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The sequence {$a_n$} is defined by $a_0=1$ and $a_{n+1}=2a_n+1$ for $n=0, 1, 2,...$ What is the value of $a_4$?

The answer is 31. I got the right answer, but I'm not sure if I got it "correctly", I feel like there's either something wrong with my notation or my math. My solution goes as follows: \begin{align*} a_{n+1}&=2a_n+1 \hspace{1cm} n\in \mathbb{Z}\ge0 \\ &\implies \sum_{a_n=1}^{a_4}2a_n+1 \\ \text{recall} \ a_0&=1, \text{then}\\ a_1&=3 \\ a_2&=2(3)=6 \\ a_3&=3(3)=9 \\ a_4&=4(3)=12 \\ \therefore \left\{2a_n+1\right\}_{a_1=1}^{a_4}&=31 \end{align*}

The solution given to me, however, states:

Given $a_0=1$ and $a_{n+1}=2a_0+1$, it is possible to compute successive values for the sequence:

\begin{align*} &a_1=2a_0+1=3 \\ &a_2=2a_1+1=7 \\ &a_3=2a_2+1=15 \\ &a_4=2a_3+1=31 \end{align*}

I noticed my values and their values for $a_2$, $a_3$ and $a_4$ do not match. This feels so on the nose, but what did I do that made me get some wrong solutions for $a_{n+1}$ while getting the right answer for the problem itself?

CONTEXT

So, my idea was to take $2a_n+1$ from $a_n$ to $a_4$. I thought this is what adds $a_{n+1}$ 4 times (because if $a_n=a_0$ then $n=0$). I think I made the faulty assumption that the sum from $n=1$ to $n=3$ I would get the result from $n=4$, I don't know - I'm sleep deprived. My first step was to note I would eventually add 1 because starting at $a_0$ we get $1$ as stated in the problem. Then, I said $a_{0+1}=2(1)+1=3$ because, again, $a_n=(1)$. This gets us $a_1=3$. Then I said $a_{0+2}=2[2(1)+3]$ because, at the time, I thought multiplying the original expression by 2 would get us $a_2$, in this case being equal to 6; the original expression by 3 to get $a_3$, and so on. I basically did this because I didn't know how to approach, say, $a_{0+2}=2a_n+1$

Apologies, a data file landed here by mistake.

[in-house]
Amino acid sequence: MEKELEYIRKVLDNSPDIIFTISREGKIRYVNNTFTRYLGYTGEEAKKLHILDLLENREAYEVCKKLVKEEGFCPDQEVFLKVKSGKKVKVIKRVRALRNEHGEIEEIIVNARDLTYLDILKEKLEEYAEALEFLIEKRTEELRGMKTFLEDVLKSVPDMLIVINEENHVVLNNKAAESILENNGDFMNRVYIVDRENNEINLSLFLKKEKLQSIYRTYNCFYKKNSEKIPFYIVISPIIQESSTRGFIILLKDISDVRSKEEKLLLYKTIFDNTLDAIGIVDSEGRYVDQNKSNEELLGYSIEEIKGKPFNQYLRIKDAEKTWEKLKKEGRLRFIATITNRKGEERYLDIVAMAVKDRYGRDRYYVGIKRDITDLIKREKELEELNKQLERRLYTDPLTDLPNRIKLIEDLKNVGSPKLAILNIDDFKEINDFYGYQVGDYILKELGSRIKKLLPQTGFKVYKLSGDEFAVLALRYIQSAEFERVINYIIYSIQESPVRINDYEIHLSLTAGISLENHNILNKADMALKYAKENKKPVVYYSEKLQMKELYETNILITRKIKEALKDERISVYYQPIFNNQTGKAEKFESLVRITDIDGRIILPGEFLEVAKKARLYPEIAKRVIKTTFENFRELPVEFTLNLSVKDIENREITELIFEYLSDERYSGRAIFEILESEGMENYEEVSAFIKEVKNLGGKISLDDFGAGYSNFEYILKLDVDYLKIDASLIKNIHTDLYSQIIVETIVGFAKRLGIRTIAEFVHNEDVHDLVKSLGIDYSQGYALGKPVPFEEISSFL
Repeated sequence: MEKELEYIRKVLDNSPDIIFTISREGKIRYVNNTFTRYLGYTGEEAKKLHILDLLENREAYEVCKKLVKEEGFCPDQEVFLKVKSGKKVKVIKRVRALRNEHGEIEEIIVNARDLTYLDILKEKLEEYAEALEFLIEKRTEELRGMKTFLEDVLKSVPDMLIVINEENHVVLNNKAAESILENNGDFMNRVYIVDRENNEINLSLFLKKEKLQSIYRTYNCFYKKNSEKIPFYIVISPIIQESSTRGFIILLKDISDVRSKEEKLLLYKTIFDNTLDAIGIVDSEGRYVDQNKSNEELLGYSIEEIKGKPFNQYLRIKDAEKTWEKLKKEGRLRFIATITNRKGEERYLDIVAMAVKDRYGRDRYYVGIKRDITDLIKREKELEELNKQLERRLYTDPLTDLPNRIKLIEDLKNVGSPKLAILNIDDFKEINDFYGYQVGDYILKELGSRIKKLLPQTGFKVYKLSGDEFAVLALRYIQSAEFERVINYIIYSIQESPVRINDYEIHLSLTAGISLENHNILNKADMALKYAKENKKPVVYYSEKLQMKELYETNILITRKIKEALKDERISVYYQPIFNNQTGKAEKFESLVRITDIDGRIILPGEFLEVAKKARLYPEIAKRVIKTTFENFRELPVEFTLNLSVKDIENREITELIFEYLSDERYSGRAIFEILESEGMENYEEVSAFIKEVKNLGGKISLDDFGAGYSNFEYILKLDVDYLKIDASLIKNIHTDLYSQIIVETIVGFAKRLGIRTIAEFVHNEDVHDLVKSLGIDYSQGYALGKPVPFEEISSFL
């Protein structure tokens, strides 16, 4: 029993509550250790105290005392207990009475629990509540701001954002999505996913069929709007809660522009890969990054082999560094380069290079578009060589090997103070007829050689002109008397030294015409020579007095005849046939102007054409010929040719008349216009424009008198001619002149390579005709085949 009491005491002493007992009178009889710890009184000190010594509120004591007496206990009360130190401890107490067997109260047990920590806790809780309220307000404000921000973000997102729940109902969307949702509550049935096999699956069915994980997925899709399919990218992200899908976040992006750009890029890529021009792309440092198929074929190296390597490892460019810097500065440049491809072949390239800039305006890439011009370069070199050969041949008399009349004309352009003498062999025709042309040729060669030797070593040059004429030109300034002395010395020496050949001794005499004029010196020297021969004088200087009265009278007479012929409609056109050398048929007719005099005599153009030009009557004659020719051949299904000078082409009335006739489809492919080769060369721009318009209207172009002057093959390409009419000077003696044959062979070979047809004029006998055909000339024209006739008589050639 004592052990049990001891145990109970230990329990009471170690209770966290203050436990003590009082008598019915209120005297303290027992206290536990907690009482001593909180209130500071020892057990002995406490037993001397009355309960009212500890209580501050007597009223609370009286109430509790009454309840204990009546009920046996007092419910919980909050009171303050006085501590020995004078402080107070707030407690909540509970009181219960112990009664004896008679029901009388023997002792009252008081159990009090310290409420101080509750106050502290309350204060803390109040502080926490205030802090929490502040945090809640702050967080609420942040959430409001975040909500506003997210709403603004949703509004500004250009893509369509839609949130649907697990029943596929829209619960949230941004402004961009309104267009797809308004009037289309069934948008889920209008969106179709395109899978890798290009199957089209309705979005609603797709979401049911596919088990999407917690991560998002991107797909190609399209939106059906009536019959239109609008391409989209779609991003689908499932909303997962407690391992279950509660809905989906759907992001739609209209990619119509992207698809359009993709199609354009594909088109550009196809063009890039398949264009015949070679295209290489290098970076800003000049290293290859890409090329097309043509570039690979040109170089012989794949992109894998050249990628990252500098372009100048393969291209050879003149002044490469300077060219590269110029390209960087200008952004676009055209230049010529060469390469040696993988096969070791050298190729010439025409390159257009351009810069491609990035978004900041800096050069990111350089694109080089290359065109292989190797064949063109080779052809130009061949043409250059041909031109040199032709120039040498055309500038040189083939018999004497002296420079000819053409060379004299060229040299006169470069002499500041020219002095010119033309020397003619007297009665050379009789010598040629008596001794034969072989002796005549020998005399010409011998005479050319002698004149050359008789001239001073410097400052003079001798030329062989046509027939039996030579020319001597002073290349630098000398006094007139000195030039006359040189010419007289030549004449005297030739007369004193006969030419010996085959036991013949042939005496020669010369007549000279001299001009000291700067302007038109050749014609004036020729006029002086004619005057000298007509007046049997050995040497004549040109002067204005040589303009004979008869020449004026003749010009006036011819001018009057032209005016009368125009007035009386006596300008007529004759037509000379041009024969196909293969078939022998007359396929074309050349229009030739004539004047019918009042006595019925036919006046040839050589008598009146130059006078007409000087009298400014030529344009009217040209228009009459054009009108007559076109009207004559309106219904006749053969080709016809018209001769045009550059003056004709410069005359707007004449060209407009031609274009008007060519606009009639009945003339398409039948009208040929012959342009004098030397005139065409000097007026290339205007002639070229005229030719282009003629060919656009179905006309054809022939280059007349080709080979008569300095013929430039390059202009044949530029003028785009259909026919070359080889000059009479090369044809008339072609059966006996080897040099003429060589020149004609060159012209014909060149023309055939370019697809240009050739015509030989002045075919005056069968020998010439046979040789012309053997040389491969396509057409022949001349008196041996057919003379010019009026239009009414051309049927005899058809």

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    $\begingroup$ I don't understand your computation at all. What does $a_{n+1}=\sum_{a_n=1}^{a_4} 2a_n+1$ mean? That's a very odd sum. Taken literally, you are claiming that, for all $n$, $a_{n+1}=(2\times 1+1)+(2\times 2+1)+(2\times 3+1)+(2\times 4+1)$. $\endgroup$ – lulu May 31 at 12:18
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    $\begingroup$ you just did not add 1, $a_2=2\times3 +1=7$ $\endgroup$ – sirous May 31 at 12:19
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    $\begingroup$ There are five or six conceptual errors in your answer... $\endgroup$ – Yves Daoust May 31 at 12:39
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It was just a flat-out coincidence that you got the same answer.

First of all, note that the sequence that you generated doesn't match the one given. In fact, the sequence you're generating appears to be $a_n=na_1$, where $a_1=3$. Your calculation of $a_1$ from $a_0$ is correct, but from there it deviates from the given formula.

What you appear to have tried to do is take the sequence and find a formula for the n$th$ term given the equation for any term, which while technically possible, is difficult in general.

If you explain some of your steps more thoroughly and why you did them, perhaps we can help you see why what you did is wrong.

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Your notation is incorrect; your big-sigma notation doesn't even make sense, nor do I know what it's meant to communicate, so I'm frankly not sure what to say there.

The notation $n \in \Bbb Z \ge 0$ also is incorrect but at least I get what you meant ($n$ is a nonnegative integer). You might want to refer to this instead through $n \in \Bbb N_0$ ("$n$ is a natural number, where we define the naturals to include zero") or by simply making two statements (like saying "$n \in \Bbb Z, n \ge 0$"). Or you could even just say explicitly "$n$ is a nonnegative integer."